OPINION: When the Abuser Plays the Victim

Supreme Court nominee Brett Kavanaugh published an unprecedented letter of self-defense in the Wall Street Journal yesterday asserting that he is fit to serve.

While he admitted that he may have gotten overly emotional, and that he said some things he probably should not have, he still insists that his behavior during his hearing should not impact peoples’ decision to confirm him.

His statements embody the selfishness, arrogance, and exceptionalism that all abusers have in common and his attempt to play the victim is one of the oldest gambits in the book.

How many times have you read a book or watched a movie or listened to a story told by a friend about a woman whose abusive husband kept apologizing over and over, promising again and again never to lift a hand against his wife or children, only for him to repeat that same abusive behavior time after time?

This is a story as old as humanity itself, it would seem.

A man abuses a woman, and in a puddle of tears and feigned remorse, he swears that it wasn’t really him, that that isn’t who he is, and that he’ll be better moving forward.

The woman believes him, and the man does it again.

“Going forward, you can count on me to be the same kind of judge and person I have been for my entire 28-year legal career: hardworking, even-keeled, open-minded, independent and dedicated to the Constitution and the public good. As a judge, I have always treated colleagues and litigants with the utmost respect. I have been known for my courtesy on and off the bench. I have not changed. I will continue to be the same kind of judge I have been for the last 12 years. And I will continue to contribute to our country as a coach, volunteer, and teacher. Every day I will try to be the best husband, dad, and friend I can be. I will remain optimistic, on the sunrise side of the mountain. I will continue to see the day that is coming, not the day that is gone.”  — Kavanaugh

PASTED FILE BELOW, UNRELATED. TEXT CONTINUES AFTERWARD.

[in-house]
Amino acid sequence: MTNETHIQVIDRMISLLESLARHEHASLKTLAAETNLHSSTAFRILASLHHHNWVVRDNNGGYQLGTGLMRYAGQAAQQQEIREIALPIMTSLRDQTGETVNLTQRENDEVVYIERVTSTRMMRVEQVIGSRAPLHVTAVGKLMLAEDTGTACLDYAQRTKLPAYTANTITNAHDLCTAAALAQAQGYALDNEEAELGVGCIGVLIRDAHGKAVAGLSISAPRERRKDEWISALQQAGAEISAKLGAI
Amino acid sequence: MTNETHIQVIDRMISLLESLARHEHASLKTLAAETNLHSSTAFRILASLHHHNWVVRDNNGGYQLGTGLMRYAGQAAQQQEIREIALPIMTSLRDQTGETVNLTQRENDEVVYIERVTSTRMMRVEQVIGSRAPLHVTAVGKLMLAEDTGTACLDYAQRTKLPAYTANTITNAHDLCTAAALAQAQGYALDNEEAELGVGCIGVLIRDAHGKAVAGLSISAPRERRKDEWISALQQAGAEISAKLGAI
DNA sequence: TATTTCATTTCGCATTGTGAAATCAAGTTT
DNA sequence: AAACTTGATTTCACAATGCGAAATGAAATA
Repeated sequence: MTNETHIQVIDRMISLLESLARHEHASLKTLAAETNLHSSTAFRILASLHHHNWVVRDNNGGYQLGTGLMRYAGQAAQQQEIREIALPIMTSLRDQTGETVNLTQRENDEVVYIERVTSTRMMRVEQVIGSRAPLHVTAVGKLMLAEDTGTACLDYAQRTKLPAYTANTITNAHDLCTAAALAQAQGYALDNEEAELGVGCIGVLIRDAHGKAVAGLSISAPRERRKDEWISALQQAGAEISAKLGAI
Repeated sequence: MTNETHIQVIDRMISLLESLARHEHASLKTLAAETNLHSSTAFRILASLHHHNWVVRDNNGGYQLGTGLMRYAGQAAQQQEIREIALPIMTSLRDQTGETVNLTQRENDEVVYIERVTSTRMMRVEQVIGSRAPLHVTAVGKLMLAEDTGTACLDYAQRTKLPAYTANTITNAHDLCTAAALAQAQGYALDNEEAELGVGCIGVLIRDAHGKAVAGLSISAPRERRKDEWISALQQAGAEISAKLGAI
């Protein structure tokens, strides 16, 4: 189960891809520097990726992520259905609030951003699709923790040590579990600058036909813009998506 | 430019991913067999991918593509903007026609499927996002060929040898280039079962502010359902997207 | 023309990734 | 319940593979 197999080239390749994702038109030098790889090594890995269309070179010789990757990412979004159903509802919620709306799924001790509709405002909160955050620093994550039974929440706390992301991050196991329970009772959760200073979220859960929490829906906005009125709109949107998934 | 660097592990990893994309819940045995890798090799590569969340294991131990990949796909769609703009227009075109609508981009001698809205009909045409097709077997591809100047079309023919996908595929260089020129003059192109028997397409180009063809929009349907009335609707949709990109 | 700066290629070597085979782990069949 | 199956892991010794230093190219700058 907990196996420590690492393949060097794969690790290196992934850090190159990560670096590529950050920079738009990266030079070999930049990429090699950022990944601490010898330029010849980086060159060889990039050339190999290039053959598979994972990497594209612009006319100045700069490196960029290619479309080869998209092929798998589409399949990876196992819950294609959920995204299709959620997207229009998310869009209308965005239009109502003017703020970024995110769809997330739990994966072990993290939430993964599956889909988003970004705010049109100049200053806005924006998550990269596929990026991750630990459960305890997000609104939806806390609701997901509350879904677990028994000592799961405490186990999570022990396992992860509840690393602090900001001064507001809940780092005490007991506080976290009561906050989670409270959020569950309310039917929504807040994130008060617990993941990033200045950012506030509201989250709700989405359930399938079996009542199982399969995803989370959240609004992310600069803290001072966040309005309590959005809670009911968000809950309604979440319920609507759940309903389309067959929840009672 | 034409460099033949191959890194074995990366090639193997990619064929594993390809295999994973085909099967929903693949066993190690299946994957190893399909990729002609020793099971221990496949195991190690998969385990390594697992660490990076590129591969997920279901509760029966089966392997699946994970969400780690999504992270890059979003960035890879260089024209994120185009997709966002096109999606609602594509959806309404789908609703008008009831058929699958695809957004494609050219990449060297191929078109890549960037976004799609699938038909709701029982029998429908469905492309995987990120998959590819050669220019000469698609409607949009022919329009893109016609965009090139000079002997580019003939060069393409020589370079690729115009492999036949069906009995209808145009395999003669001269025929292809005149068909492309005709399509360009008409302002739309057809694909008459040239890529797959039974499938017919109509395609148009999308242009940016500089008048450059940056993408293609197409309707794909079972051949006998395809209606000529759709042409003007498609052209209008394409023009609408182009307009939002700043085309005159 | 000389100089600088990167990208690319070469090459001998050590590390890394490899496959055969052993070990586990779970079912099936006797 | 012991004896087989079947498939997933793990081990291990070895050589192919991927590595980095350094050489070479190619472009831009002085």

This is a man who has spent his entire life under the belief that he deserves this nomination, that he deserves all the good that has come to him throughout his life.

It is this sense of entitlement that makes it so impossible for Kavanaugh to even conceive of — much less accept — the possibility that he may not get what he wants, what he believes he deserves.

“I know I behaved inappropriately, I know I displayed partisanship that is unfit for a justice on the highest court in the land, and I know that I let my emotions get the better of me, but I promise I won’t do it again as long as you give me what I want, what I deserve.”

That is the essence of Kavanaugh’s letter.

The very fact that he can put himself and his perceived suffering ahead of the pain and scrutiny that Dr. Christine Blasey Ford has been subjected to is in and of itself a clear indication that Kavanaugh not only lacks empathy, but that he is unable to consider a situation that affects him personally from an objective standpoint — a quality that all judges must have.

If anything, Kavanaugh’s decision to write this letter shows how unfit he is to assume the position and responsibilities of a Supreme Court justice because it shows just how incapable he is of coping with this situation on a personal level.

Rather than absorb the criticism and take the high road, Kavanaugh is so affected by this situation that he has taken it upon himself to pen a defense of his behavior addressed to the entire nation.

And rather than take that misguided opportunity to apologize for sowing doubt in people’s minds, or to apologize for the harm he caused — intentional or otherwise — he took that opportunity to plead his own case, to get in the last word, and to protect his own interests.

This is a selfish man who is entirely oblivious to and unaffected by the pain he has caused other people, and who is so unfamiliar with the concept of personal accountability that he is incapable of recognizing or owning up to his own mistakes.

This is not a man who can be confirmed to the Supreme Court.

 

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